Subpoenas are especially useful for gathering evidence from third parties.  For example, let's say Patty sues David.  David is a party to the case and subject to the jurisdiction of the court so obtaining evidence from David should not be a problem for Patty.  But let's say Terry, a third-party who is not in the case, has critical evidence that Patty needs.  To obtain the evidence Patty's lawyer might rely on a subpoena, to try and compel Terry to turn over the evidence that Patty wants.  

I uploaded a video on subpoenas to YouTube:

 

 

 

 

What is respondeat superior?

Respondeat superior means that an employer can be held liable for a tortious act of his employee if the employee commits the tort while performing his duties as an employee.  The employer will not be liable if the employee commits the tort for his own interests and where his actions are not within the scope of his employment.

For example, let's say David delivers pizza for Ricky's pizza shop.  While delivering a pizza David drives carelessly and slams his car into Patty's car.  Patty should be able to sue David for negligence and also sue Ricky's pizza shop pursuant to a theory of respondeat superior.  

But let's say David decides to play a joke on Patty by jumping in front of her and screaming while she is walking down the street.  Patty is terrified and sues for David for assault.  Jumping in front of Patty and screaming has no connection to David's job and the prank was committed to further his own interests.  Ricky's pizza shop is probably not liable for David's actions.

 

Federalism video updated

Hi,

 

I updated my YouTube video on federalism a bit.  That video (and others) had some technical issues especially with sound and I hope this version is more pleasant to watch.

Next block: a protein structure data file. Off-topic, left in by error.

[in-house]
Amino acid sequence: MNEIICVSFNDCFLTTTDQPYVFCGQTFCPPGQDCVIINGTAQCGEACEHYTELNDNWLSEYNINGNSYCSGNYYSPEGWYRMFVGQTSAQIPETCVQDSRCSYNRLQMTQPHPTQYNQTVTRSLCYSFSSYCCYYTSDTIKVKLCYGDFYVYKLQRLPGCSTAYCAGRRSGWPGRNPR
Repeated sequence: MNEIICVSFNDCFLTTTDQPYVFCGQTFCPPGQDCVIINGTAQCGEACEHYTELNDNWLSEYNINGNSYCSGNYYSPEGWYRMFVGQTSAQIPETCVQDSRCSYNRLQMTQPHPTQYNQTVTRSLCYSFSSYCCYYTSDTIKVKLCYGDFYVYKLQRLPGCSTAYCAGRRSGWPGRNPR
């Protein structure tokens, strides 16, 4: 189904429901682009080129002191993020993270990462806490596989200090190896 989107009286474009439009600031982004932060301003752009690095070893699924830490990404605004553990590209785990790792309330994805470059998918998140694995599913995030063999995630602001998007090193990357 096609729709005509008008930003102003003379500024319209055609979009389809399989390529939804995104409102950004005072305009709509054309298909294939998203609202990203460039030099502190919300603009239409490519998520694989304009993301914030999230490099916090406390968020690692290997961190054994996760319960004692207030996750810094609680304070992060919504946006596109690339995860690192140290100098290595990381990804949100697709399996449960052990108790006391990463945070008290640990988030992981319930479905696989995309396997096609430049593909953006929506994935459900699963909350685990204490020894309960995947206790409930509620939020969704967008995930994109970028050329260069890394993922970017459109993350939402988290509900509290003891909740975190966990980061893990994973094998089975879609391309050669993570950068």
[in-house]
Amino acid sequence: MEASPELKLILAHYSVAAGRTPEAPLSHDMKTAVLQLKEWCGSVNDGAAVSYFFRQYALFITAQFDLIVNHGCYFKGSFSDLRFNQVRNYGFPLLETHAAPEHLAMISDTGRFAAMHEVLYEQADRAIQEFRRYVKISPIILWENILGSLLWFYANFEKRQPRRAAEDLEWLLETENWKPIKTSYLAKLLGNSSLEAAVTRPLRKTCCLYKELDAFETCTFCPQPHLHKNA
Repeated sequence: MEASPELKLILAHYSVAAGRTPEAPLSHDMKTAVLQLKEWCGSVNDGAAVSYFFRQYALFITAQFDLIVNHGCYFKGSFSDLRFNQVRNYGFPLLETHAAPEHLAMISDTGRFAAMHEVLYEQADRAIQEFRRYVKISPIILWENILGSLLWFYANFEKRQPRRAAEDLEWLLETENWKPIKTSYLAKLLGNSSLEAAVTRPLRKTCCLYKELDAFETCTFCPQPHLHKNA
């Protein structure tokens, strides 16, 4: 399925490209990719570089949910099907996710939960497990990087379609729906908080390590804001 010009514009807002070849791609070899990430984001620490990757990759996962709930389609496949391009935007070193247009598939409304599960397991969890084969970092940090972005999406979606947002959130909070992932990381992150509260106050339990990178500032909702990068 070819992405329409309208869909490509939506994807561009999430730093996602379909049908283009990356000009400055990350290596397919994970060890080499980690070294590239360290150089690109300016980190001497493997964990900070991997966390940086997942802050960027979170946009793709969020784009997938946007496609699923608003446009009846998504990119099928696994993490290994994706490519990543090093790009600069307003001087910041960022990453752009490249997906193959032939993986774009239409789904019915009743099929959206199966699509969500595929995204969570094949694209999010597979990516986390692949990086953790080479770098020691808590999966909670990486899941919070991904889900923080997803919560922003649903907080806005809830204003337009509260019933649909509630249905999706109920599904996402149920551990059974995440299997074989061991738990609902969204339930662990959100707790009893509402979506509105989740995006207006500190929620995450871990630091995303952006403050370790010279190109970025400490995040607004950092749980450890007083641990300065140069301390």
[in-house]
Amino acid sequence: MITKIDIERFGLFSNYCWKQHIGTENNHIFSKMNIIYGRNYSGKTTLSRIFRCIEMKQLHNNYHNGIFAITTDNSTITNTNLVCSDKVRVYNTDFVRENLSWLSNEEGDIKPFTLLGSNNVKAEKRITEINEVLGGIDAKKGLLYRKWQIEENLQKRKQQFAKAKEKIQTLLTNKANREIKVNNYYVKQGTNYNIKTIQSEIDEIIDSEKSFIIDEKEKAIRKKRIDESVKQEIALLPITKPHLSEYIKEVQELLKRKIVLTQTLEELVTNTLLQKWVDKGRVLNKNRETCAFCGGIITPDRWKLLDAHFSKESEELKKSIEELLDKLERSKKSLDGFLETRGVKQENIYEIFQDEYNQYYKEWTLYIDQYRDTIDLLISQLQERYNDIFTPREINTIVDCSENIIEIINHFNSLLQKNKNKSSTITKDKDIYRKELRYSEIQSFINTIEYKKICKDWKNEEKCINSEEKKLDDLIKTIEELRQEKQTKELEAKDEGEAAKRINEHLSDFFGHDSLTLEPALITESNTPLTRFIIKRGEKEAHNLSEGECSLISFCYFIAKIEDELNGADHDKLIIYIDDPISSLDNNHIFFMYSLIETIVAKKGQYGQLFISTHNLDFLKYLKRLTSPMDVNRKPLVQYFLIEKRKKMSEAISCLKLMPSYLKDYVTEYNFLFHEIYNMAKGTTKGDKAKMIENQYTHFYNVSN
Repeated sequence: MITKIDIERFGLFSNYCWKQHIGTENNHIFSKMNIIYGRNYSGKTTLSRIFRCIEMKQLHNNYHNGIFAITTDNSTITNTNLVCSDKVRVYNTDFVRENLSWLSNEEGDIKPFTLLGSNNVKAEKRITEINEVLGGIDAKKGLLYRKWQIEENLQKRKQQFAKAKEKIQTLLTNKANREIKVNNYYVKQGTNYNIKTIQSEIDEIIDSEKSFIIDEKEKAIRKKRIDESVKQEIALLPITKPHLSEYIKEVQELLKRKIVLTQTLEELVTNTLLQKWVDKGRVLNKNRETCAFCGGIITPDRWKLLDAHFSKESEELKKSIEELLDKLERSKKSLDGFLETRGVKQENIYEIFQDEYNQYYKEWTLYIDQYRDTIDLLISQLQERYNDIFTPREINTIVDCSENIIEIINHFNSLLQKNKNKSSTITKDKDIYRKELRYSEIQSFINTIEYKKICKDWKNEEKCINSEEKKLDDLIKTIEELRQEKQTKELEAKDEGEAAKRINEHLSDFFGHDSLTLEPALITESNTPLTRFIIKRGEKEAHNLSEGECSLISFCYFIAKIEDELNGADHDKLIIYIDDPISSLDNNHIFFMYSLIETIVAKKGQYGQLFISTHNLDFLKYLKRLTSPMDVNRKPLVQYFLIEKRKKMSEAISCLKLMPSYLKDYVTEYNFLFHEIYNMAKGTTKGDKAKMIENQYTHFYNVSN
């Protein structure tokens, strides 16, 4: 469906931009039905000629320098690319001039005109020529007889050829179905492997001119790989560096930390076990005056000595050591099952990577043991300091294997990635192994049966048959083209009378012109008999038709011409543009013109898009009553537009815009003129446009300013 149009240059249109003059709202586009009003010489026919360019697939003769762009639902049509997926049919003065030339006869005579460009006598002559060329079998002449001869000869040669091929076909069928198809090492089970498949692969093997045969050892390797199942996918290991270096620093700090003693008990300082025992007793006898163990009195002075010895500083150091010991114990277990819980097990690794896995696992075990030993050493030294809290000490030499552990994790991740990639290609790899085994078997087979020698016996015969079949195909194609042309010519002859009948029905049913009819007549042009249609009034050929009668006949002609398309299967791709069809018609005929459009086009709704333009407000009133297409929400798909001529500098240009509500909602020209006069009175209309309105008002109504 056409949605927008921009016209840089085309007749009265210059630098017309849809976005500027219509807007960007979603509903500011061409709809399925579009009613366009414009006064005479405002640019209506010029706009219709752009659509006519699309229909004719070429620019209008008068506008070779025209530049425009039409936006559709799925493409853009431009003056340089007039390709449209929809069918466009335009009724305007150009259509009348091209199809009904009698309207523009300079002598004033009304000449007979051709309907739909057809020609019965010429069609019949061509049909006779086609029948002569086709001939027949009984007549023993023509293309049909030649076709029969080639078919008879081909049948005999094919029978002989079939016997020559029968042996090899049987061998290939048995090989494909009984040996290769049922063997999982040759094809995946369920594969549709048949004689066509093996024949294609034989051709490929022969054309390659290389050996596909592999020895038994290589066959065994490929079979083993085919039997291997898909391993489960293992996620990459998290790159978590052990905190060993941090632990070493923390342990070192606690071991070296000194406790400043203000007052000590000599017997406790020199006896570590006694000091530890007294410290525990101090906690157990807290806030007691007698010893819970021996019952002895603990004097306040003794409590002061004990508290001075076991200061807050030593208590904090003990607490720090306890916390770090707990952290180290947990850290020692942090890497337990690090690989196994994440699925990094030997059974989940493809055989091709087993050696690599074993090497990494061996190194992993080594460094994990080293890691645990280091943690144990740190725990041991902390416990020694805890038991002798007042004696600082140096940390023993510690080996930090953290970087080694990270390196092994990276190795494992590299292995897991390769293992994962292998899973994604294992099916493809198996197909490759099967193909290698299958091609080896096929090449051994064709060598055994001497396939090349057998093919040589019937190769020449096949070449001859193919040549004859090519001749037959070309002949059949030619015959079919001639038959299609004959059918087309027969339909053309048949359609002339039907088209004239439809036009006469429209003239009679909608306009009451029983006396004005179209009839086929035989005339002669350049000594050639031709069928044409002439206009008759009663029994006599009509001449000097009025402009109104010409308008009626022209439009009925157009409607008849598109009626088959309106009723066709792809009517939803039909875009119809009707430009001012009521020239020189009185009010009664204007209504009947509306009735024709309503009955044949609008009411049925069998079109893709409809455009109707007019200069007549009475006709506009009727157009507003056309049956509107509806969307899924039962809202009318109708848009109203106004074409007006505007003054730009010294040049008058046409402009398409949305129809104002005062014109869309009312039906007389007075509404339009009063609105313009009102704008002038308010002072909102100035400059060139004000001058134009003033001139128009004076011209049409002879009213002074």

What do courts mean by ripeness and mootness?

When courts talk about ripeness and mootness they are referring to whether it is too early (the case is not yet ripe) or too late (the case is moot) for courts to decide the case.  If a case is ripe the court is saying it is the right time to decide the case.  If you look at the U.S. Constitution you will see that federal courts can only decide actual "cases and controversies" - - when a case is ripe and we have the right parties then the case is an actual case or controversy.  The basic principle is that courts should issue decisions that will affect the parties.  

Courts should not issue hypothetical decisions as to what should happen if certain events were to occur in the future or hypothetical decisions as to what should have happened in the past.

Here is an example of where a case is not yet ripe.  Let's say a plaintiff wants to build a store on a certain piece of property.  But the city in which the plaintiff wants to build the store must first decide whether to allow the plaintiff to build the store or not.  In October the plaintiff learns that the city will probably reject his application.  The city will issue its final decision in November.  Can the plaintiff sue the city in October?  Probably not.  The case is not ripe because the city has not issued its final decision.  The plaintiff did not suffer any harm yet and is only predicting that he will suffer some harm in the future.

Mootness is where the court is not in a position to provide any relief - - it's too late.  This can happen if a law changes or if there is a change in the parties' status.  A famous example of a case that the Supreme Court declared moot was where a plaintiff sued after he was denied admission to a law school.  Later he was admitted to the law school.  When the case came to the Supreme Court the plaintiff was already finishing his final year of law school.  The Supreme Court said it could not decide the case because the case was moot.  The plaintiff would never apply to the law school again -  - the plaintiff no longer had a personal interest in the outcome of the case.

If you are trying to decide whether a case is moot or not, ask yourself, "Is the plaintiff still injured?  Is it possible that the plaintiff could be harmed by the defendant in the same way again?"  If the answer to both questions is "No" then the case is probably moot.